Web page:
Today’s Bible Reading

July 13

Old Testament I
Judges 6
Judges 6 is a chapter in the Old Testament book of Judges that tells the story of Gideon, one of the judges that God raised up to deliver Israel from their oppressors.

The chapter begins by describing how the Israelites had once again turned away from God and had begun worshiping idols. As a result, God allowed the Midianites to oppress them for seven years. The Midianites were a nomadic people who would invade Israel each year, destroy their crops and livestock, and take their possessions.

One day, while Gideon was threshing wheat in a winepress to hide it from the Midianites, the angel of the Lord appeared to him and greeted him as a "mighty warrior." The angel told Gideon that God had chosen him to deliver Israel from the Midianites. Gideon was initially skeptical and doubted his own ability to lead such a mission.

To prove that the message was from God, the angel instructed Gideon to offer a sacrifice on an altar using a second bull that he was to take from his father's herd. Gideon did as he was instructed, and the angel of the Lord touched the sacrifice with his staff, causing it to burst into flames.

After this miraculous sign, Gideon gathered an army of 32,000 men to face the Midianites. However, God instructed Gideon to reduce the size of his army to only 300 men. Gideon obeyed, and God promised to deliver the Midianites into their hands.

Gideon and his men then approached the Midianite camp at night, carrying torches and blowing trumpets. They shouted a battle cry and broke their jars, revealing the torches and creating confusion and panic among the Midianites. The Midianites fled, and Gideon and his men pursued them and defeated them.

After the victory, the Israelites wanted to make Gideon their king, but Gideon refused, saying that only God was their king. However, Gideon did take gold from the spoils of war and made an ephod, which became a snare to him and his family.

Overall, Judges 6 tells the story of how God chose Gideon, a hesitant and doubtful man, to lead Israel to victory over their oppressors, and how Gideon obeyed God and was able to defeat the Midianites with only a small army.

Old Testament II
Isaiah 27
Isaiah 27 is a chapter in the Bible's Old Testament that focuses on the restoration of God's people and the punishment of their enemies. The chapter begins with a depiction of the Lord's judgment on Leviathan, a symbol of chaos and evil, and the destruction of its power. This victory over Leviathan represents God's triumph over evil and the promise of redemption for his people.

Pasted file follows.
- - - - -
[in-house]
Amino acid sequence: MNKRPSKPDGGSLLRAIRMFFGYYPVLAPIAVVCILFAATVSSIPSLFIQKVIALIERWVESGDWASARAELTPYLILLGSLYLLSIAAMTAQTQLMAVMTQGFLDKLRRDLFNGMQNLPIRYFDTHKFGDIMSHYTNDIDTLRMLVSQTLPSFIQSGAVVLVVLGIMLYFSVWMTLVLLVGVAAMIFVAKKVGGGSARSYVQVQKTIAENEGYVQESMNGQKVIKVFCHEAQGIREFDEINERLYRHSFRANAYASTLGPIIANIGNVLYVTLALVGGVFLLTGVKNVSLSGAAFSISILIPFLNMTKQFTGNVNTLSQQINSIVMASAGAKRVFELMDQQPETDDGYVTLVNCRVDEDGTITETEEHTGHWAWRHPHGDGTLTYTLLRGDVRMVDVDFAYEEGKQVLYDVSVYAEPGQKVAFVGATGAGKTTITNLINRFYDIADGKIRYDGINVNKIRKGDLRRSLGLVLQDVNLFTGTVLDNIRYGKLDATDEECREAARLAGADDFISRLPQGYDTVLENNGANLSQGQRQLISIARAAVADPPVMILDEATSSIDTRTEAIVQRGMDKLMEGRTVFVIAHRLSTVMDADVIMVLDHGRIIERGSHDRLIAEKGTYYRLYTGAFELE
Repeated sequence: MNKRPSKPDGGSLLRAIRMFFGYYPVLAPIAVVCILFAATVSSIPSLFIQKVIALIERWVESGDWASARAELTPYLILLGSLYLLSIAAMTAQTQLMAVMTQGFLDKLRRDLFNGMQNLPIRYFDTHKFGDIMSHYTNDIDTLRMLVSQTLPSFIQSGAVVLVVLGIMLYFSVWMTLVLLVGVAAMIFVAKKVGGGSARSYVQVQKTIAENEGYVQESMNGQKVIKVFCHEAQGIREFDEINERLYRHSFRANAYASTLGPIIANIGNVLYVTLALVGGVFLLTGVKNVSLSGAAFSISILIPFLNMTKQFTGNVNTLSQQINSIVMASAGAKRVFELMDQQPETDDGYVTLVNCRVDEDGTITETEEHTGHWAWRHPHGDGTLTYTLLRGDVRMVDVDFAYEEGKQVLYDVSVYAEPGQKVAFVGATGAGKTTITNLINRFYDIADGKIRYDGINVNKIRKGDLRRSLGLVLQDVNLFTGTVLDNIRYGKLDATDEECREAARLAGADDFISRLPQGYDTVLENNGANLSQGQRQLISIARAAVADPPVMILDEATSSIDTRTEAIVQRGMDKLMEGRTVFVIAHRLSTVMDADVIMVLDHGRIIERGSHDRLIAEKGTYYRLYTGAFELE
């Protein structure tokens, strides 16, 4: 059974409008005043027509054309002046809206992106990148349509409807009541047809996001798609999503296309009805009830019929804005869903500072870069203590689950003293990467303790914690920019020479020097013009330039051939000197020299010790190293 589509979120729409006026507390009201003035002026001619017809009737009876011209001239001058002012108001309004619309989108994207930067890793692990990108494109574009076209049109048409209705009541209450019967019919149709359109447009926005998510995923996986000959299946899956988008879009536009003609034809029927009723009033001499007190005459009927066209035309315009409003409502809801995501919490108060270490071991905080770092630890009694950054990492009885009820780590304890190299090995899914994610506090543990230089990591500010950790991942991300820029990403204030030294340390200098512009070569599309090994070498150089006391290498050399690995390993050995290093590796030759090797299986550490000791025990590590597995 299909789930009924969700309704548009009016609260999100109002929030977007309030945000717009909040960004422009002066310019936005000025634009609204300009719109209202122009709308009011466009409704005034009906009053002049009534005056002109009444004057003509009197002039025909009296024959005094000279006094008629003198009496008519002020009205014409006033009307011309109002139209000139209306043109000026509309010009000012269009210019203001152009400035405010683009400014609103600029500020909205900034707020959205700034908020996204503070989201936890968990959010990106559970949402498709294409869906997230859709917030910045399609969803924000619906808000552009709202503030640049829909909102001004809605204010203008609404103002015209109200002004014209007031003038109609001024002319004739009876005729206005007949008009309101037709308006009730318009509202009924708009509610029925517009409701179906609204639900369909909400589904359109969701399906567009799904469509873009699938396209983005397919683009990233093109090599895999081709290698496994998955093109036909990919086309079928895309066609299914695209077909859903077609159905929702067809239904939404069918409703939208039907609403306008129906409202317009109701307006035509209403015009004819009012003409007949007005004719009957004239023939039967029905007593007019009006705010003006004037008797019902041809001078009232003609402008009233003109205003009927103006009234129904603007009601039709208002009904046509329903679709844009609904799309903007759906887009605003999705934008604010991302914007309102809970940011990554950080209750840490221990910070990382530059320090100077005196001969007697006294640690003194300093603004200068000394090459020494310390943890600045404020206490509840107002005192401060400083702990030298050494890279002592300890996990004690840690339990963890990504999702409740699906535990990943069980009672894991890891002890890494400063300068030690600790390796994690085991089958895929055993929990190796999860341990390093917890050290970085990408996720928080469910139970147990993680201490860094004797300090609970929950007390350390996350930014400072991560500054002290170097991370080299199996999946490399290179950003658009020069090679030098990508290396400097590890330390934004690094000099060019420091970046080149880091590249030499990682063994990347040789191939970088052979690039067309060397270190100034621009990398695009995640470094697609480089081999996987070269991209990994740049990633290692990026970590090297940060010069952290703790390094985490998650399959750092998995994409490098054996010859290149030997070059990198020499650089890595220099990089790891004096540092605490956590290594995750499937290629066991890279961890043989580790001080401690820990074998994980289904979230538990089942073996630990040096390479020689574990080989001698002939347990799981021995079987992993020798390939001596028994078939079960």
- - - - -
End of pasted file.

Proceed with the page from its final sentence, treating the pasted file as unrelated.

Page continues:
Isaiah 27 then describes how God will care for his people, using the metaphor of a vineyard. Just as a vineyard must be tended and pruned to produce good fruit, God will care for his people and remove anything that hinders their growth. The chapter also speaks of God's judgment on his people's enemies, promising that they will be defeated and punished for their wickedness.

The chapter concludes with a call to worship the Lord and trust in his power to save. It encourages God's people to rely on him, even in times of trouble, and to have faith that he will keep his promises and bring them into a place of peace and prosperity.

New Testament
1 Corinthians 6
First Corinthians chapter 6 contains a continuation of Paul's teaching on how the Corinthian believers should handle disputes among themselves. He addresses the issue of believers taking each other to court instead of resolving conflicts within the church. Paul emphasizes that Christians should be able to resolve their differences without resorting to worldly courts.

Paul also addresses sexual immorality in the church. He reminds the Corinthians that their bodies are temples of the Holy Spirit and that they should honor God with their bodies. He specifically mentions the sin of fornication and urges believers to flee from sexual immorality.

Paul then reminds the Corinthians that they have been bought with a price, and therefore should not belong to themselves but to God. He encourages them to glorify God in their bodies and spirits, which belong to Him.

In conclusion, Paul emphasizes the importance of avoiding sexual immorality and settling disputes within the church, rather than turning to worldly courts. He reminds the Corinthians that they are temples of the Holy Spirit and encourages them to honor God with their bodies.